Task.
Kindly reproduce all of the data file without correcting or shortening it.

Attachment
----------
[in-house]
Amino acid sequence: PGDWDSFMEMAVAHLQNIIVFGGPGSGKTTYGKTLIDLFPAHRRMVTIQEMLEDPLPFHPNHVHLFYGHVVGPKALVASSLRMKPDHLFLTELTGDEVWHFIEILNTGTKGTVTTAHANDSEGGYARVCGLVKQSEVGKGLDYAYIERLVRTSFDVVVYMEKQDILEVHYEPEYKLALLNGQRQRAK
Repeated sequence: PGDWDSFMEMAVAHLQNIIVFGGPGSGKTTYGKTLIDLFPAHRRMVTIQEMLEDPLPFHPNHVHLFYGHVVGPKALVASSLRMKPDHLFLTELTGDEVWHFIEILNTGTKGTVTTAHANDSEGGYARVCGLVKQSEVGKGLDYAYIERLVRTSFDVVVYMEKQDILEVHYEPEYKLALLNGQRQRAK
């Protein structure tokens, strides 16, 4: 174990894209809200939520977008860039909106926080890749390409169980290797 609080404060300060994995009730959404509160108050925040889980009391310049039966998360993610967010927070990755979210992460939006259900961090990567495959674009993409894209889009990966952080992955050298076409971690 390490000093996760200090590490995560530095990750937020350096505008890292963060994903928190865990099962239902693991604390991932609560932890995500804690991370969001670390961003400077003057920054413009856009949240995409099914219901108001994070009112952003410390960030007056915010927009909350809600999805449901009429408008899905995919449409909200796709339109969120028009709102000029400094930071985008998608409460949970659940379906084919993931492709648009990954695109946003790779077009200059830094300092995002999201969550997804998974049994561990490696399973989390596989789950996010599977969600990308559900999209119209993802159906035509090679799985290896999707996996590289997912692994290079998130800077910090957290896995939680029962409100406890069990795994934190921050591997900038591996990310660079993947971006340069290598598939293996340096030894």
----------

[in-house]
Amino acid sequence: PGDWDSFMEMAVAHLQNIIVFGGPGSGKTTYGKTLIDLFPAHRRMVTIQEMLEDPLPFHPNHVHLFYGHVVGPKALVASSLRMKPDHLFLTELTGDEVWHFIEILNTGTKGTVTTAHANDSEGGYARVCGLVKQSEVGKGLDYAYIERLVRTSFDVVVYMEKQDILEVHYEPEYKLALLNGQRQRAK
Repeated sequence: PGDWDSFMEMAVAHLQNIIVFGGPGSGKTTYGKTLIDLFPAHRRMVTIQEMLEDPLPFHPNHVHLFYGHVVGPKALVASSLRMKPDHLFLTELTGDEVWHFIEILNTGTKGTVTTAHANDSEGGYARVCGLVKQSEVGKGLDYAYIERLVRTSFDVVVYMEKQDILEVHYEPEYKLALLNGQRQRAK
């Protein structure tokens, strides 16, 4: 174990894209809200939520977008860039909106926080890749390409169980290797 609080404060300060994995009730959404509160108050925040889980009391310049039966998360993610967010927070990755979210992460939006259900961090990567495959674009993409894209889009990966952080992955050298076409971690 390490000093996760200090590490995560530095990750937020350096505008890292963060994903928190865990099962239902693991604390991932609560932890995500804690991370969001670390961003400077003057920054413009856009949240995409099914219901108001994070009112952003410390960030007056915010927009909350809600999805449901009429408008899905995919449409909200796709339109969120028009709102000029400094930071985008998608409460949970659940379906084919993931492709648009990954695109946003790779077009200059830094300092995002999201969550997804998974049994561990490696399973989390596989789950996010599977969600990308559900999209119209993802159906035509090679799985290896999707996996590289997912692994290079998130800077910090957290896995939680029962409100406890069990795994934190921050591997900038591996990310660079993947971006340069290598598939293996340096030894």